In The News is a roundup of stories from The Canadian Press designed to kickstart your day. Here is what's on the radar of our editors for the morning of Jan. 19 ... What we are watching in Canada ... OTTAWA — A new poll suggests almost two-thirds of Canadians would support imposition of a nightly curfew if necessary to curb the spread of COVID-19 — even though they're not convinced it would be effective. Sixty-five per cent of respondents said they would support a temporary curfew in their province if recommended by public health officials. In Quebec, where the government imposed a month-long curfew 10 days ago, 74 per cent said they support the move. Nevertheless, only 57 per cent of Quebecers and just 39 per cent of respondents in the rest of the country said they think curfews are an effective way to reduce the spread of the coronavirus that causes COVID-19. The poll, conducted Jan. 15 to 18 by Léger and the Association for Canadian Studies, also suggests that Canadians' mental health has suffered as the pandemic drags on; it registered an eight-point rise since last April in the number of respondents who rate their mental health as bad or very bad. The online poll of 1,516 Canadians cannot be assigned a margin of error because internet-based polls are not considered random samples. --- Also this ... OTTAWA — Ontario Conservative MP Derek Sloan says he'll fight efforts by his party's leader to boot him from caucus. Sloan says a decision by leader Erin O'Toole that he should be tossed out over a donation to his leadership campaign by a known white supremacist is ridiculous. O'Toole announced he's launching the effort to remove Sloan late Monday, after news broke that Sloan's campaign had received a donation from Paul Fromm last year. O'Toole framed the decision as being a question of having no tolerance for racism within his party. But Sloan is raising questions about that approach, saying Fromm is a party member and that fact would have previously been known both to O'Toole and to the party itself. Sloan generated controversy during the leadership campaign for his aggressively social conservative views, and his presence in caucus has been polarizing ever since. He had survived a bid to oust him during the leadership race itself, when comments he made about the country's chief public health officer saw him accused of racism, a charge he denied. --- And ... EDMONTON — Alberta has decided to cancel recently issued coal leases in the Rocky Mountains, as public opposition grows to the United Conservative government's plan to expand coal mining in the area. Late Monday afternoon, Energy Minister Sonya Savage issued a press release saying the sale of 11 recently purchased coal leases would be cancelled. Savage added that no further leases would be sold on lands that were protected from open-pit mines under a policy the government revoked last May. She also said the move will have no effect on existing coal projects currently under regulatory review. The cancelled leases are a small portion of the coal exploration leases the government has issued since revoking a policy that protected the eastern slopes of the Rockies — home to endangered species as well as the water source for millions downstream — since 1976. The decision came as more than 100,000 signatures had been collected on two petitions opposing increased mining on two related fronts. One, sponsored by environmental groups on Change.org, was addressed to the provincial government and had 77,000 signatures Monday afternoon. Another, sponsored by a private citizen and addressed to federal Environment Minister Jonathan Wilkinson, had nearly 28,000 names opposing the Benga coal project in southern Alberta, which is undergoing a federal-provincial environmental review. Members of the Blood Tribe in southern Alberta have sent more than 700 postcards to Wilkinson asking him to block coal development in the Rockies and another 2,000 have joined an online group to that end, said organizer Latasha Calf Robe. --- What we are watching in the U.S. ... WASHINGTON — The U.S. Capitol complex temporarily locked down during a rehearsal for president-elect Joe Biden's inauguration after a fire in a homeless encampment roughly a mile away sent a plume of smoke into the air and caused security concerns in an already jittery city. The false alarm briefly interrupted Monday's rehearsal for Wednesday's inauguration ceremony, a quadrennial exercise in which stand-ins take the roles of Biden and other VIPs and the U.S. Marine Band goes through its paces, including practising "The Star-Spangled Banner" for Wednesday’s performance by Lady Gaga. Rehearsal resumed not long afterward, accompanied by frequent passes by a helicopter patrolling the skies over the Capitol. Law enforcement officials said there was no threat to the public and the fire was not believed to be a threat to the inauguration. Local firefighters put out the blaze quickly. The evacuation of some participants from the area and the lockdown were ordered by the acting chief of Capitol Police in an abundance of caution, officials said. But the fast decision to lock down underscores the fear that has gripped Washington since the deadly Jan. 6 insurrection at the U.S. Capitol by pro-Trump rioters and prompted extraordinary measures ahead of the inauguration. Armed protests planned for this past weekend around the country were mostly a bust, but anxiety is still skyrocketing. U.S. Secret Service tightened security in and around the Capitol a week early in preparation, and the city centre is essentially on lockdown with streets blocked, high fencing installed and tens of thousands of National Guard and other law enforcement officers stationed around the area. But U.S. defence officials, worried about a potential insider attack or other threat from service members involved in securing the event, pushed the FBI to vet all of the 25,000 National Guard troops coming into the area. Acting Defence Secretary Christopher Miller said in a statement Monday that vetting of National Guard troops continues and that the Pentagon has found no intelligence so far that would indicate an insider threat. --- On this day in 1943 ... Princess Margriet of the Netherlands was born in an Ottawa hospital. Crown Princess Juliana, who became queen in 1948, and her two oldest daughters, fled from the Nazi occupation of the Netherlands in 1940 and eventually came to Canada. --- In entertainment ... "Schitt's Creek" continues to flood the awards circuit. The Canadian CBC series, which swept the Emmys' comedy categories with seven trophies last September, is now up for five Critics Choice Awards. The story of the riches-to-rags Rose family is nominated for best comedy series and in acting categories for stars Eugene Levy, Catherine O'Hara, Daniel Levy, and Annie Murphy. Other series with five nominations apiece include HBO's "Lovecraft Country," and FX's "Mrs. America" and "What We Do In The Shadows." Two Netflix series lead the pack, with "Ozark" and "The Crown" each up for six awards, including best drama series. --- ICYMI ... The backcountry survival skills of a British Columbia teen who got lost while snowmobiling are being praised by search and rescue volunteers who found him safe. The South Cariboo Search and Rescue Society says the 17-year-old did everything right when things went wrong. The society says in a social media post that the teen became separated from his group and when he realized he was lost he parked his snowmobile in an open area, built himself an overnight snow cave and waited for help to arrive. RCMP say they received a call for help around the dinner hour on Saturday and a search team reported finding the teenager at about 10:30 p.m. It society says when team members found the young man he was waiting in the snow cave with food and water. It says he and his family and friends were snowmobiling near Mahood Lake, located about 80 kilometres east of 100 Mile House in B.C.'s Cariboo region. --- This report by The Canadian Press was first published Jan. 19, 2021 The Canadian Press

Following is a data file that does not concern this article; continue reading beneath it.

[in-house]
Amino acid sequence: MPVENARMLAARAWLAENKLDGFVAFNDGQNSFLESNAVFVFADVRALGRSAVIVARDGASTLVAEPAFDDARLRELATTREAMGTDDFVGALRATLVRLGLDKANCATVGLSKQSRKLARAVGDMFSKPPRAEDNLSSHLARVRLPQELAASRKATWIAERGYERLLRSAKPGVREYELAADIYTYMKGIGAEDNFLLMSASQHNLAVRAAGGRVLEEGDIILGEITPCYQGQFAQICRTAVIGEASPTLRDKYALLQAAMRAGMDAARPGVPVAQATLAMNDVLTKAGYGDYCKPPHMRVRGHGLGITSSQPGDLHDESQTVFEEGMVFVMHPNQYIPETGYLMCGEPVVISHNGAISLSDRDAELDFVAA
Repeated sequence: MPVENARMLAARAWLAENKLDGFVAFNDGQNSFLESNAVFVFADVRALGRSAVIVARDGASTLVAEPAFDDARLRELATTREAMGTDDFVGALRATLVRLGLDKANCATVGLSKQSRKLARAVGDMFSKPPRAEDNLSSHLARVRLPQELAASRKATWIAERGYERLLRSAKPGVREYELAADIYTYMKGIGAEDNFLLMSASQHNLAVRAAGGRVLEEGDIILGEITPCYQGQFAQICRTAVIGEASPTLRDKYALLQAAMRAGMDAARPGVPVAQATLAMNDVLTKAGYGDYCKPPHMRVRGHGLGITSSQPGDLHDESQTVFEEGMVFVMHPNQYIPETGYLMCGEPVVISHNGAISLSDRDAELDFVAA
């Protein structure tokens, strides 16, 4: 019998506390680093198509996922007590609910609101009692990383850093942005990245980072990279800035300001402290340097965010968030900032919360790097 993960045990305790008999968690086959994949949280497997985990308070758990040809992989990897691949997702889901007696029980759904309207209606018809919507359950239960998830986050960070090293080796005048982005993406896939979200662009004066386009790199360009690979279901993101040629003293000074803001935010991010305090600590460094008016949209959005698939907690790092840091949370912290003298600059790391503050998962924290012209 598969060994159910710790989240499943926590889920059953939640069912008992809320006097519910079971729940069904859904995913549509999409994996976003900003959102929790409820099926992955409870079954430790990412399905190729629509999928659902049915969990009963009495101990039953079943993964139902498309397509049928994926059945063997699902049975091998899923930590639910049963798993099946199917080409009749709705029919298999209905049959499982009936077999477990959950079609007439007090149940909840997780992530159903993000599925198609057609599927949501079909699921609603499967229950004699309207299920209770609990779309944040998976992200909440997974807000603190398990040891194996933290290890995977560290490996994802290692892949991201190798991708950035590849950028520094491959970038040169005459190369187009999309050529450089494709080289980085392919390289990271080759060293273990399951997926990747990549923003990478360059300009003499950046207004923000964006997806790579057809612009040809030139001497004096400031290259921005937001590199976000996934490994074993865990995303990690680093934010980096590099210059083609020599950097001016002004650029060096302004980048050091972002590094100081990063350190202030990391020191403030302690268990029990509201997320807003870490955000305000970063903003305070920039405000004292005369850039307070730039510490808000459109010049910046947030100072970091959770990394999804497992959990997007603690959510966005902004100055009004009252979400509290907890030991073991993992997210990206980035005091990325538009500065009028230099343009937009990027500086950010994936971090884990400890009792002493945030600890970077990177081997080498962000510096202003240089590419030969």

MADRID — As soon as the lifeless body is silently pushed away on a stretcher, a cleaning battalion moves into the intensive care box. In a matter of minutes, the bed where the 72-year-old woman fought for over two weeks for another breath gets rubbed clean, the walls of glass isolating it disinfected with a squeegee. There is little time to reflect on what has just happened, as death gives way to the possibility of saving another life. “Our biggest source of joy is obviously emptying a bed, but because somebody is discharged and not because they have passed away,” said Ignacio Pujol, the head of this Madrid ICU. “That's a little space there for somebody else to get another chance.” As a surge of infections is once again putting Spain’s public health system against the ropes, the Nurse Isabel Zendal Hospital that employs Pujol, a project seen by many as an extravagant vanity enterprise, is getting a fresh opportunity to prove its usefulness. Named after the 19th-century Spanish nurse who took smallpox vaccination across the Atlantic Ocean, the facility was built in 100 days at a cost of 130 million euros ($157 million), more than twice the original budget. It boasts three pavilions and support buildings over an area the size of 10 soccer fields, looking somewhere between a small airport terminal and an industrial warehouse, with ventilation air ducts, medical beds and state-of-the-art equipment. The original project was for 1,000 beds, of which roughly half have been installed so far. The Zendal opened to a roar of competing fanfare and criticism on Dec. 1, just as Spain seemed to dampen a post-summer surge of coronavirus infections. By mid-December, it had only received a handful of patients. But Spain on Monday recorded over 84,000 new COVID-19 infections, the highest increase over a single weekend since the pandemic began. The country’s overall tally is heading to 2.5 million cases with 53,000 confirmed virus deaths, although excess mortality statistics add over 30,000 deaths to that. As the curve of contagion steepened after Christmas and New Year's, the Zendal has gotten busy. On Monday, 392 patients were being treated, more than in any other hospital in the region of 6.6 million. Spain's surge follows similar infection increases in other European countries, most notably in the U.K. following the discovery of a new virus variant that experts say is more infectious. The London Nightingale, one of the temporary hospitals across Britain designed to ease pressure on the country's overwhelmed health care system, has also reopened for patients and as a vaccination centre. Spain's top health officials insist they have found no evidence that new variants wreaking havoc elsewhere are contributing in any way to its own rocketing infections. Some experts dispute that, claiming the country's limited ability to sequence coronavirus cases is distorting reality and that a new stay-at-home order is necessary. On the ground, increasing hospitalizations for the virus already surpass the peak of the second resurgence. Nearly one out of every five hospital beds has a patient with COVID-19. The new illness is also taking up one-third of the country's ICU capacity and non-urgent surgeries are already being called off. Joined by some medical experts, left-wing politicians and workers’ unions accuse Madrid's conservative government of spending on vote-attracting hardware instead of reinforcing a public health system they have underfunded for years. Investing in contact tracing and primary care previously, they say, could have averted the need for a Zendal altogether. “Rather than the success they boast, the filling up of this makeshift hospital represents a tremendous failure of those at the helm of the pandemic's response, and also a failure of all of us as a society that could have done better," said Ángela Hernández, a spokeswoman for Madrid's main medical workers' union, AMYTS. The last straw for the unions, she said, has been the regional government laying off medical staff who refuse to abandon their positions in regular hospitals when they are reassigned to the Zendal. "The project has been nonsense from beginning to end," Hernández said. "A few beds without adequate personnel don't make a hospital.” Fernando Prados, Zendal's manager, says he doesn't mind the debate but the 750 patients treated over the last month and a half have already taken significant pressure off other hospitals. “We have already contributed in one way or another," Prados said. "We know that we will continue to have COVID patients and once the pandemic is over this infrastructure will be here for any other emergency.” Past automatic glass doors, patients recover in modules of 8 beds, leaving little space for privacy but providing better monitoring of possible complications in their recovery, said Verónica Real, whose challenge as the head nurse has been to organize staff teams drawn from other hospitals. “Some of the sanitary workers arrive with a degree of anger for all the noise out there about our hospital,” Real said. “But once here, the attitude completely changes.” The Zendal's managers say a modern ventilation system renews the entire facility's air every 5 minutes, which contributes to a safer work environment. But they are most proud of the expansion of the intermediate respiratory care unit, where patients receive varying types of assisted respiration to overcome lung inflammation. The unit's chief, Pedro Landete, says by admitting potentially worsening patients in one of its 50 highly-equipped beds, they are reducing the number of people who later require the more demanding intensive care. José Andrés Armada arrived with mild symptoms at the facility after all his family was infected despite what he said was a very careful approach to the pandemic. But the 63-year-old's health quickly deteriorated and last week he was on the brink of being intubated in one of the Zendal's dozen ICU boxes. “I know that the economy is something to safeguard, but health is more important. We should be in lockdown by now. You can’t have bars and other places open," the former entrepreneur said. “I never imagined it could attack you in such a way." ___ AP reporter Jill Lawless in London contributed to this report. ___ Follow AP’s coverage at https://apnews.com/hub/coronavirus-pandemic and https://apnews.com/coronavirus-vaccine and https://apnews.com/UnderstandingtheOutbreak Aritz Parra, The Associated Press